Officially the “discoverer” of celiac disease is considered to be an English doctor at the Bartolomeyev Hospital in London, Samuel G. (1888), who first described its classic symptoms in children – diarrhoea, exhaustion, anaemia and retardation, says Dr. Denis Slinkin.
The cause of celiac disease was established in the mid-20th century. (1954) by the Dutch pediatrician W.K. Dicke, who found a decrease in celiac symptoms in children against the background of starvation during the Second World War and a relapse of disease in the post-war period with the restoration of traditional diets and the consumption of flour products from cereals plants (wheat, rye).
Dr. Denis Slinkin states: In the last decade, celiac disease has tended to be seen as a systemic autoimmune disease. It is well known that individuals with celiac disease are ten times more likely to develop autoimmune disease than the general population, and many studies have focused on the various ways in which this association can be created.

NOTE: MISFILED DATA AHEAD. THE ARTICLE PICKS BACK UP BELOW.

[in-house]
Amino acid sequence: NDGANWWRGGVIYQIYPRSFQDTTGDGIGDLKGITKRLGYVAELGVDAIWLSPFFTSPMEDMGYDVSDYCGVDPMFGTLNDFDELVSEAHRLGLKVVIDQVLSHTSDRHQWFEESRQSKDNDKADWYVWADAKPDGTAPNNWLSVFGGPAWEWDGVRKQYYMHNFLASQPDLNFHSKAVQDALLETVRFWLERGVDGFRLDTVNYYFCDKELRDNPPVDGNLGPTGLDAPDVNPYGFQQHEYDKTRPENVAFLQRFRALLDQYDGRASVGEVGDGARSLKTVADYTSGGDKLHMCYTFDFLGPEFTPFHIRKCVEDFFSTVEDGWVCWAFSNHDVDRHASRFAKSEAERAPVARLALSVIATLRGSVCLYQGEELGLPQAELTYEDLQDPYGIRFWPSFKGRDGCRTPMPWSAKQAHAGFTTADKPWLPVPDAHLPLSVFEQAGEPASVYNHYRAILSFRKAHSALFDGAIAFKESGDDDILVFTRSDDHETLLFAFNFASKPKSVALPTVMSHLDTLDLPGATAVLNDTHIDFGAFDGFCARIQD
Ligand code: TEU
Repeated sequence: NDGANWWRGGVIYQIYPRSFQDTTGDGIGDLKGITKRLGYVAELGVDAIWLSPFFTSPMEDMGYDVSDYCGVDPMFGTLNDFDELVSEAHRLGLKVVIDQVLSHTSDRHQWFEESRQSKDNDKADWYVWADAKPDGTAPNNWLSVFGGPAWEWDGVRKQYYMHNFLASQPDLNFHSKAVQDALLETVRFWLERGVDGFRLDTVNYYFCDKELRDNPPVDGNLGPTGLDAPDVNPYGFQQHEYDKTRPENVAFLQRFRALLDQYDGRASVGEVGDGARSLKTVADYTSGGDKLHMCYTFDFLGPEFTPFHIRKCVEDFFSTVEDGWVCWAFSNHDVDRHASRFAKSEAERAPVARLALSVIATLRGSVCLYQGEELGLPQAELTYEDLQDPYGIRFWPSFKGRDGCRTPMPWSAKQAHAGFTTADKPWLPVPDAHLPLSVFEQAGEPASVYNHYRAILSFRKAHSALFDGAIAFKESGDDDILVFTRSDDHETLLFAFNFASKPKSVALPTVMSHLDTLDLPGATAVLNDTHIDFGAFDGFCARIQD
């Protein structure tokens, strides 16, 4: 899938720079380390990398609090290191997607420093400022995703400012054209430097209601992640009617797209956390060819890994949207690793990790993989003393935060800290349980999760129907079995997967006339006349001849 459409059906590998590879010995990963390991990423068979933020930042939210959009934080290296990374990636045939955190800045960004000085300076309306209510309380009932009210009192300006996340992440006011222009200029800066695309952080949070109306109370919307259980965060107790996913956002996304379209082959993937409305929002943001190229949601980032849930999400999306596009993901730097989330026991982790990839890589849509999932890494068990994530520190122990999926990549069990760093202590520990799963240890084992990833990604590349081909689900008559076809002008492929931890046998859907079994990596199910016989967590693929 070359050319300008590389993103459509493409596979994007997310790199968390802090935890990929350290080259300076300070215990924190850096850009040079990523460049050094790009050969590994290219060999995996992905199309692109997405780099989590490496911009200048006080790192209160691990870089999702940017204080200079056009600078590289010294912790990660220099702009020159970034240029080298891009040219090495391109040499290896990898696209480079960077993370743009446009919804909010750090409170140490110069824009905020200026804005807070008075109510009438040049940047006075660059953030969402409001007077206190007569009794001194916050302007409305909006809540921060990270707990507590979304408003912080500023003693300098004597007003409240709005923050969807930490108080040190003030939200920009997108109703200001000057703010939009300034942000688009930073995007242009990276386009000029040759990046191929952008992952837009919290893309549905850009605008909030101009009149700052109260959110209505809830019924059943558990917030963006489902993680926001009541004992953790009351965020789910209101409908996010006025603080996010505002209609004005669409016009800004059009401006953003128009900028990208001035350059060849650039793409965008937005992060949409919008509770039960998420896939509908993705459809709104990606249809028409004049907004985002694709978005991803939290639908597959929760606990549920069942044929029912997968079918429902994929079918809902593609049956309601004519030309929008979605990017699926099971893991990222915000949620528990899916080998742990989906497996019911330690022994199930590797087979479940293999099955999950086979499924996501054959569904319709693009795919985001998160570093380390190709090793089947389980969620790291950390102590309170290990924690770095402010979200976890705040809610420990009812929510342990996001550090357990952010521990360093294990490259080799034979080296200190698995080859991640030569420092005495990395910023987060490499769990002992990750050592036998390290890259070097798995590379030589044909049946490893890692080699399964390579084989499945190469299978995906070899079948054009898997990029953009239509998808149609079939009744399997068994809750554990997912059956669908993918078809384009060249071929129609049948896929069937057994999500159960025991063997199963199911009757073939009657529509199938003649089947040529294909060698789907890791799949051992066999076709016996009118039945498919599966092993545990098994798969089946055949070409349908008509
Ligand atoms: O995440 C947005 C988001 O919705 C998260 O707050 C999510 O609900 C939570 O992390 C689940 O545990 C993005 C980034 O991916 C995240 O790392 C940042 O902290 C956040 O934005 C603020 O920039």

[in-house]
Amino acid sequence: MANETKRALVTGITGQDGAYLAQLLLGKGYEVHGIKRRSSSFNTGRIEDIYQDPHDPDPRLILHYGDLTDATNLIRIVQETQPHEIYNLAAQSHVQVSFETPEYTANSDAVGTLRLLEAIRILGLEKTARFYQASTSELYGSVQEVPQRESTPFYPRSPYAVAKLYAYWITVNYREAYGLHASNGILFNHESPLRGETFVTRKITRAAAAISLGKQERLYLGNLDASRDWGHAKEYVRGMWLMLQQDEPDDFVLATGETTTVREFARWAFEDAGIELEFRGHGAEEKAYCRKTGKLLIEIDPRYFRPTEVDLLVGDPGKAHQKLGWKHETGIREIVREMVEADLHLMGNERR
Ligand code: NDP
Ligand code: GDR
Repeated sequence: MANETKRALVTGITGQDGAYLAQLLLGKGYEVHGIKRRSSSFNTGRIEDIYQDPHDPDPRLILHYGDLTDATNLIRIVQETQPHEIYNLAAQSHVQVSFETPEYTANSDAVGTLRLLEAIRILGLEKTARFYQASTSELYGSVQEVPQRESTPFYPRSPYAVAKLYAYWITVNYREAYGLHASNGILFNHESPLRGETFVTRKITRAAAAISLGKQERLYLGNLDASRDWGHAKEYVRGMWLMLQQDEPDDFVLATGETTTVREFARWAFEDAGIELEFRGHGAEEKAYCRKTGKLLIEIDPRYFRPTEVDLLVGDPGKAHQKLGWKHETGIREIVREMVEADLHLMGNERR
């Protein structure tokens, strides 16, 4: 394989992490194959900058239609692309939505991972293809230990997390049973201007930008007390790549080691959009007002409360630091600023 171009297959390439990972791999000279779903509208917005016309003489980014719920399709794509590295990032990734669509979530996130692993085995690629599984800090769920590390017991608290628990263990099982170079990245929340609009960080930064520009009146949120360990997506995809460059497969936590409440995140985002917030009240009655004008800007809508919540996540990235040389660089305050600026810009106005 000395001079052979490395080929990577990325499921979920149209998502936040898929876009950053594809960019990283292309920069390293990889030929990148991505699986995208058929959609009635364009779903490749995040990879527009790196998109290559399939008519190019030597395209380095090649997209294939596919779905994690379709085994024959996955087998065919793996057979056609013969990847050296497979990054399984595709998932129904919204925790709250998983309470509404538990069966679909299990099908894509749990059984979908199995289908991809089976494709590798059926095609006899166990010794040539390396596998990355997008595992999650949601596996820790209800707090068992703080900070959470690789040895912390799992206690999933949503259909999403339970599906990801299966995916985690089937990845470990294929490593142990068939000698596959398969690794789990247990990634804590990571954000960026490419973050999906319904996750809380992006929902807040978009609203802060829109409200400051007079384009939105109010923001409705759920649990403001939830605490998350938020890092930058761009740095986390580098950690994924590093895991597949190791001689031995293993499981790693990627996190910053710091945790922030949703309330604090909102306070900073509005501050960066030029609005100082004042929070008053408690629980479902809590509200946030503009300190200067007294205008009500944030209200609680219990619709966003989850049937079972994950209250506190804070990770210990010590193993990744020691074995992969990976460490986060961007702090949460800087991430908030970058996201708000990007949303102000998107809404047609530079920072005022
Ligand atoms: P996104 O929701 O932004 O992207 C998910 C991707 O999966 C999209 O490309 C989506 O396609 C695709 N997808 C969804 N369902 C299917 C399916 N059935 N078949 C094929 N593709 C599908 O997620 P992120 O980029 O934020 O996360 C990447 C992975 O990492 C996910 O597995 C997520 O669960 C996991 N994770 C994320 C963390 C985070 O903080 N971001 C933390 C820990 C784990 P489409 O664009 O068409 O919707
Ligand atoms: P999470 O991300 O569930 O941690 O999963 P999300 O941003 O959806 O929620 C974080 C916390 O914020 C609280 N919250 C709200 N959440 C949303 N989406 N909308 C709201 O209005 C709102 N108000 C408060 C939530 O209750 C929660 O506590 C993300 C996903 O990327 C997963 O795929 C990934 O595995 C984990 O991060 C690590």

Gluten is a collective name for protein fractions, namely, prolamins and glutenins of cereals – wheat gliadins, barley glyadins, rye secalins and oat sheep, which, affecting the mucous membrane of the small intestine, cause the mobilization of elements of the immune system.
The damaging effect of gliadin is realized through interepithelial T-lymphocytes and protective cells of the own plate of the small intestine mucosa.
T-lymphocytes of the mucous membrane recognize only those gliadin peptides that have antigen properties (33-dimensional gliadin peptide), says Dr. Denis Slinkin.